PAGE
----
Work and Retirement of Older Black and Hispanic Adults

Published: 2022


Growing U.S. income inequality and the aging of Black and Hispanic populations point to greater risks of financial insecurity for older populations in coming years. Research on retirement determinants for Blacks and Hispanics is limited. Using data from the Health and Retirement Study, we analyze retirement determinants for Blacks and Hispanics. We link this data to the Working Trajectories file and restricted SSA individual-level files to determine Social Security wealth by race and ethnic origin. Using sociodemographic, health, and economic covariates, we construct a conditional probit model that identifies the probability a given individual will retire from the workforce over time. We find that Hispanics, Blacks, and non-Hispanic whites respond similarly to Social Security, private pension incentives, and other institutional (e.g., health insurance) influences on retirement. In their retirement decisions, non-Hispanic Blacks are not responsive to some sociodemographic characteristics (male, couple, and number of household members), but they are responsive to physical and mental health problems. Hispanics are less responsive than non-Hispanic whites to most sociodemographic characteristics (male, education, and couple) and mental health problems in their retirement decisions. Our findings for non-Hispanic whites are consistent with previous literature. Our research can inform programs and policies to improve the quality of life for older adults, especially those isolated by cultural, economic, educational, or other barriers.

Key Findings

    • Non-Hispanic Blacks continue to have relatively low levels of Social Security wealth.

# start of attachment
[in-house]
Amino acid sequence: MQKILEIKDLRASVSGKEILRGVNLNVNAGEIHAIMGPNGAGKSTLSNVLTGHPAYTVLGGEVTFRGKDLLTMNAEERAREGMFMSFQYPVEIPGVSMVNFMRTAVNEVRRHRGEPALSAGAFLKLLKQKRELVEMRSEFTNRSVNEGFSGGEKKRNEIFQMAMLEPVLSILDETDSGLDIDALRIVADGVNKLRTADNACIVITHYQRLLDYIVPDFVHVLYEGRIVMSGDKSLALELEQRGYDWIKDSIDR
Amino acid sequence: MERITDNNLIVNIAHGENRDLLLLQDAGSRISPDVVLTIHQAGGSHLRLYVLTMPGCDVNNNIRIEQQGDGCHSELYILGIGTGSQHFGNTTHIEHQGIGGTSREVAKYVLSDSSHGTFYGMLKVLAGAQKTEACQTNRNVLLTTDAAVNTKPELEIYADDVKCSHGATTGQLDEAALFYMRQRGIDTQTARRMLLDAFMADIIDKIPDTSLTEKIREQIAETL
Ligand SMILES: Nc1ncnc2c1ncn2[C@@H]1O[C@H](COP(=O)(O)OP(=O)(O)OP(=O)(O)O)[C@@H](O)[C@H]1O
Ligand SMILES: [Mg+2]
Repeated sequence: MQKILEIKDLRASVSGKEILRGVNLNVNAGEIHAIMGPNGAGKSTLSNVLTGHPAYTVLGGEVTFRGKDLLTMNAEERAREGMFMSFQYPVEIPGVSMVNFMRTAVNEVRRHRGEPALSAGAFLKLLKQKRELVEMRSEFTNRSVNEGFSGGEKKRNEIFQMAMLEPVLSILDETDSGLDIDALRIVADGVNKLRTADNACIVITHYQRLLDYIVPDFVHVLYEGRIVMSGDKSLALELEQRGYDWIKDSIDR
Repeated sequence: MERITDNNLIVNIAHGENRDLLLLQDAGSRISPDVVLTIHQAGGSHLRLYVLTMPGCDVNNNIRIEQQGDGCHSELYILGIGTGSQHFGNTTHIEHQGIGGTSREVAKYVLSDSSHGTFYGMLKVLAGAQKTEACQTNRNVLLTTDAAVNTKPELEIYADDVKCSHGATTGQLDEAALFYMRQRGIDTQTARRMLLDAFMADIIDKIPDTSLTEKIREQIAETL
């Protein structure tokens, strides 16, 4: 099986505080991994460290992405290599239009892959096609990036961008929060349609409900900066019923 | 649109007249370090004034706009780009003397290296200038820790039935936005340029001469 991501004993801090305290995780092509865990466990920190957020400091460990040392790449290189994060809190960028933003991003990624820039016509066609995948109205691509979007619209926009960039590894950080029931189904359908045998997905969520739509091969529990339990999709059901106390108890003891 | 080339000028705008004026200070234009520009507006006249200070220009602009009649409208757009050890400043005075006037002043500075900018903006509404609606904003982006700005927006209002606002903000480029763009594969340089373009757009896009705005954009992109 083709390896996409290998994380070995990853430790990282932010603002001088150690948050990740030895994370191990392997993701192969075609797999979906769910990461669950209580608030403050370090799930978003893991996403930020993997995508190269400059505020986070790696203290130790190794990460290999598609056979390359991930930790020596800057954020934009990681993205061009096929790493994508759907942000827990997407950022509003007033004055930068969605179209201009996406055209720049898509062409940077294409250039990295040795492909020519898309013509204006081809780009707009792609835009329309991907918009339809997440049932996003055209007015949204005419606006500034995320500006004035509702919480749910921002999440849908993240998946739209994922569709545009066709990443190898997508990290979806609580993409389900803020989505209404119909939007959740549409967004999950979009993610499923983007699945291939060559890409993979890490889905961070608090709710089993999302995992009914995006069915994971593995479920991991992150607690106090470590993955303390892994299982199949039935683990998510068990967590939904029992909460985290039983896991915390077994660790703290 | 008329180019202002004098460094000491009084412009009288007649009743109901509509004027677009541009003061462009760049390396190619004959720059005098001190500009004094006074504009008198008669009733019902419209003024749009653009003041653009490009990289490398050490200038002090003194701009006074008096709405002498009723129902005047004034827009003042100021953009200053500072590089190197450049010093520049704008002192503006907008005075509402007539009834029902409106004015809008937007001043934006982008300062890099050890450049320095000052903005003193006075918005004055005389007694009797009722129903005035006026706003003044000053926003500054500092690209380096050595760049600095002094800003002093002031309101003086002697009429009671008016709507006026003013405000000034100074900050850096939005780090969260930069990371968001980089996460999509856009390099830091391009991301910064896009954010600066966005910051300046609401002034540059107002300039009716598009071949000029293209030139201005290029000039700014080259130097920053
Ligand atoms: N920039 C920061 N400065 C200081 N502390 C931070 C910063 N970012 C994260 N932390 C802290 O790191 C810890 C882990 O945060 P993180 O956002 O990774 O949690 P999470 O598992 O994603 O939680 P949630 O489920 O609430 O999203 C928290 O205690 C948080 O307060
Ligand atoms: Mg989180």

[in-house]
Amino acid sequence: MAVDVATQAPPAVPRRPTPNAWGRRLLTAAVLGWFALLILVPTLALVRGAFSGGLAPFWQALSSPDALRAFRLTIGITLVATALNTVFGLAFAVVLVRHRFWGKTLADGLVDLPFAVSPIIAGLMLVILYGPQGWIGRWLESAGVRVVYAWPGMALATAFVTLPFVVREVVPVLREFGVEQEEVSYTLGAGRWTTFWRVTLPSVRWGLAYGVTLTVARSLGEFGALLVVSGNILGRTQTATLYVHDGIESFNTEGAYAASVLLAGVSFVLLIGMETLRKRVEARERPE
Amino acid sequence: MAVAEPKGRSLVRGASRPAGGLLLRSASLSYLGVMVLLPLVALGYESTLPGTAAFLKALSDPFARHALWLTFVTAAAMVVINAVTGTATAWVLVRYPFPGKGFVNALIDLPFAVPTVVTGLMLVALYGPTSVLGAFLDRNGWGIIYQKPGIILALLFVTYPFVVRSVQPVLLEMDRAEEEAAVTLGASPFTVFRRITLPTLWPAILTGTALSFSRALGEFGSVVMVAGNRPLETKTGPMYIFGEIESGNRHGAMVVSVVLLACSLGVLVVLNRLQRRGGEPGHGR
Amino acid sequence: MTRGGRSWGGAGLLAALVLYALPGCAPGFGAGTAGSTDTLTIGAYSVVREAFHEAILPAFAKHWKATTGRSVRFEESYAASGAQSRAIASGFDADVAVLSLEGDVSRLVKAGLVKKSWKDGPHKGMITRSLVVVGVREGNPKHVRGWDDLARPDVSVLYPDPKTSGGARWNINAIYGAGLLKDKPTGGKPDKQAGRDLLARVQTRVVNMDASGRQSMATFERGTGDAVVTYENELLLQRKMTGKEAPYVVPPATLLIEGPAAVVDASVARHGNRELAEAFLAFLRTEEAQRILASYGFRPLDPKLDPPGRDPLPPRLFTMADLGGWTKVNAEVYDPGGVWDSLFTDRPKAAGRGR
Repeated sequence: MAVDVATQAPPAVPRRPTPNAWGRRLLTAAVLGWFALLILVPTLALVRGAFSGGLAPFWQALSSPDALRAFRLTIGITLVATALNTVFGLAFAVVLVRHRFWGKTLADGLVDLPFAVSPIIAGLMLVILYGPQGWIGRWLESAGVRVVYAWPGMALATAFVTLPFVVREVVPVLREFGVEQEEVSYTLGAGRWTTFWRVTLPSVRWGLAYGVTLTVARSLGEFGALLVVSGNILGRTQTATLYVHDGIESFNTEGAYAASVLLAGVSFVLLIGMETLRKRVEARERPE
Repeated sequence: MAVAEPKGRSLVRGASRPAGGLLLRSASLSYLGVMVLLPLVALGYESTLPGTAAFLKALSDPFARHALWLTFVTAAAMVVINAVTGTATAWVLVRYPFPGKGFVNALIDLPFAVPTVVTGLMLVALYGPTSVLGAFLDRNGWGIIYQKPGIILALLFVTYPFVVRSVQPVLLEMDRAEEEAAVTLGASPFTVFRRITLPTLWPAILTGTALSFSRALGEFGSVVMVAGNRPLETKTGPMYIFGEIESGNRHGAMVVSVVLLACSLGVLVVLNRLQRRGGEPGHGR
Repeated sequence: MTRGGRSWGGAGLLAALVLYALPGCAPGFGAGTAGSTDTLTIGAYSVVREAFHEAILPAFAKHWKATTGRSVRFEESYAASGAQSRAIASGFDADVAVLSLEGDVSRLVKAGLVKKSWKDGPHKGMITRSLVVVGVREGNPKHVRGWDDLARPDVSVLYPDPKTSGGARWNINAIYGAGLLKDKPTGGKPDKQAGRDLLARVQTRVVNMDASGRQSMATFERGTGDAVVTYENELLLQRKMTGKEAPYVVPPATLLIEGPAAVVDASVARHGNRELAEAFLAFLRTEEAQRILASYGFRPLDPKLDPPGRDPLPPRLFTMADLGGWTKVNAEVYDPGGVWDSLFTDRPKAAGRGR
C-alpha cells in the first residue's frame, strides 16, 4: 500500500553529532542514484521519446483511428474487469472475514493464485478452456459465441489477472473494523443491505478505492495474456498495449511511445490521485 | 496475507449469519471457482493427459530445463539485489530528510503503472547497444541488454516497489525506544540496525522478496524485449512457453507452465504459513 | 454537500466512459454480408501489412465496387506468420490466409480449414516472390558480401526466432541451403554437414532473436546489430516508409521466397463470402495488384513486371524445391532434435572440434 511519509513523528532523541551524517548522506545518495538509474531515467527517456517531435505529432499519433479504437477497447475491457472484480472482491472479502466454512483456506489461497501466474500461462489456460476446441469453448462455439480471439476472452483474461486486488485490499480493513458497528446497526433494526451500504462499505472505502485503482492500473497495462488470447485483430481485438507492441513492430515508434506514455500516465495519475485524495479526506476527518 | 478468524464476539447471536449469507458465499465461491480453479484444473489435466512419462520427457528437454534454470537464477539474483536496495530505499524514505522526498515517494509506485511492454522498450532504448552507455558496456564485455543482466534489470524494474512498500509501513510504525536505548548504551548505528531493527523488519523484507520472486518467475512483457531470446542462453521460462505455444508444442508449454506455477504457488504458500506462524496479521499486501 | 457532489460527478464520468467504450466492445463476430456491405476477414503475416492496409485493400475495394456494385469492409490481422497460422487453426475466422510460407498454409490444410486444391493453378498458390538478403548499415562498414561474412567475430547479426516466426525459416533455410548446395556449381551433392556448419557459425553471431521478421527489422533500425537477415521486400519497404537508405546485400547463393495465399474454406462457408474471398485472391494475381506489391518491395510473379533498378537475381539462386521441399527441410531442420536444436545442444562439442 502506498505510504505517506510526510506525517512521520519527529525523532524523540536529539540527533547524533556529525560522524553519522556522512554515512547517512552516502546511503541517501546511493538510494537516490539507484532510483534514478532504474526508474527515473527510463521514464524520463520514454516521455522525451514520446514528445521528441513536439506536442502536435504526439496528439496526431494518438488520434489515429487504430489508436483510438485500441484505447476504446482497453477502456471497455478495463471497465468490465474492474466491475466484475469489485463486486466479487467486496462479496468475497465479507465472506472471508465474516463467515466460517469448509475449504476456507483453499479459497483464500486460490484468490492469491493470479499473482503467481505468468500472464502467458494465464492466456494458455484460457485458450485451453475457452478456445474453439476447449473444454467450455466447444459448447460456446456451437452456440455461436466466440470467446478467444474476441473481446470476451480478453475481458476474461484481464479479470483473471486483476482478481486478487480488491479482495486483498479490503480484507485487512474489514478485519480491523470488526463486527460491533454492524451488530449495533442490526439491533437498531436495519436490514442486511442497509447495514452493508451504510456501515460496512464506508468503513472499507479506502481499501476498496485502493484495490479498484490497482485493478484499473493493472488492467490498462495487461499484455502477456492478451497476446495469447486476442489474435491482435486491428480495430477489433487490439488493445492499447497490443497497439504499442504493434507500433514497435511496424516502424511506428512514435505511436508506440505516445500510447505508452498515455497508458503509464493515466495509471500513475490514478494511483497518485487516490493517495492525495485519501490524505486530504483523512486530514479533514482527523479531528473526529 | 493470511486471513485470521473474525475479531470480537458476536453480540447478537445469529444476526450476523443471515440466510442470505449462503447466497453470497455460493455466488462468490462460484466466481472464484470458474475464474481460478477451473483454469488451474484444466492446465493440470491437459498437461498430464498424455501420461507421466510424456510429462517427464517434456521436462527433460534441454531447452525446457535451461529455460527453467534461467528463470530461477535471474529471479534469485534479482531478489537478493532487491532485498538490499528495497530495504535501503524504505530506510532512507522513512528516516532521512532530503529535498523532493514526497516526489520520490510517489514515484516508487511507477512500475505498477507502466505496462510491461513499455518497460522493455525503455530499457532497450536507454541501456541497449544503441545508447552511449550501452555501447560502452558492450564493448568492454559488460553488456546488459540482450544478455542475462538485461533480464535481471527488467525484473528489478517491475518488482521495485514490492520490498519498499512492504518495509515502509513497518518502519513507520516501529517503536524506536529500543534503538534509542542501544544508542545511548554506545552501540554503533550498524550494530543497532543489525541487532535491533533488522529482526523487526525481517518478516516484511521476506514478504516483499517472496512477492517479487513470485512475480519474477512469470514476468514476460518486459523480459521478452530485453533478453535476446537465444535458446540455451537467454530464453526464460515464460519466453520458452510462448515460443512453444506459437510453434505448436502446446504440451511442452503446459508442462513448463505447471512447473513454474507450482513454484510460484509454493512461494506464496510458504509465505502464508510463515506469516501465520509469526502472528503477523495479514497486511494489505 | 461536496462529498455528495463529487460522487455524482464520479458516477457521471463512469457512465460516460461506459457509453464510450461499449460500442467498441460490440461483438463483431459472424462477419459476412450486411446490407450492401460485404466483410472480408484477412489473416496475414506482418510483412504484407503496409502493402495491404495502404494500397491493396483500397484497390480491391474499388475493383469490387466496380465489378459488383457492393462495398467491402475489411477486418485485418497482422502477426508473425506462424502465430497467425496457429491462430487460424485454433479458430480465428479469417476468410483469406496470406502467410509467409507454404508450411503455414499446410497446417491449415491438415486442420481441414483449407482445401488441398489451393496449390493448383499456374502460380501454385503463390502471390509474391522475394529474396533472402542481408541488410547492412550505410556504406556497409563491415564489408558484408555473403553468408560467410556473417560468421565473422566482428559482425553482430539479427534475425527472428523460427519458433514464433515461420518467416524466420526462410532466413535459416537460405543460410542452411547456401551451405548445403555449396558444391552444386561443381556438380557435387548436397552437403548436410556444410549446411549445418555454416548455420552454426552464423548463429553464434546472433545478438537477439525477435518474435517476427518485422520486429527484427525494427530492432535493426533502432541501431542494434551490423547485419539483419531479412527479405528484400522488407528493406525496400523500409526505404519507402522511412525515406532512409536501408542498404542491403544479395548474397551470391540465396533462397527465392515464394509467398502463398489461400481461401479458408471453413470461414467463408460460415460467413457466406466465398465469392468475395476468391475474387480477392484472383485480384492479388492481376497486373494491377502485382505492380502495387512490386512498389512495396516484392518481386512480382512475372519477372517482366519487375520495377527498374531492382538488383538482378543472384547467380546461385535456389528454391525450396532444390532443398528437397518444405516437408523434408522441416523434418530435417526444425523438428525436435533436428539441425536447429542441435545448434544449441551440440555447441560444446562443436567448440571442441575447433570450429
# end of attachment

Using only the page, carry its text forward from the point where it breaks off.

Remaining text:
• Hispanics have seen their Social Security wealth increase as a result of a more redistributive formula for benefits and continued decreases in their mortality rates.
      Social Security, private pension, and other institutional influences affect Hispanics, non-Hispanic Blacks, and non-Hispanic whites similarly in their work and retirement decisions.
    • Physical and mental health problems affect non-Hispanic Blacks in their work and retirement decisions, but sociodemographic variables do not.
    • Hispanics are less likely than non-Hispanic whites to respond to most sociodemographic and mental health influences on work and retirement decisions.
    • The overall results suggest that Hispanics and non-Hispanic Blacks may not be making optimal retirement decisions given their socioeconomic and health conditions. Raising financial literacy levels could help improve their work and retirement decision-making.


Aguila, Emma, and Zeewan Lee. 2022. “Work and Retirement of Older Black and Hispanic Adults.” Ann Arbor, MI. University of Michigan Retirement and Disability Research Center (MRDRC) Working Paper; MRDRC WP 2022-452.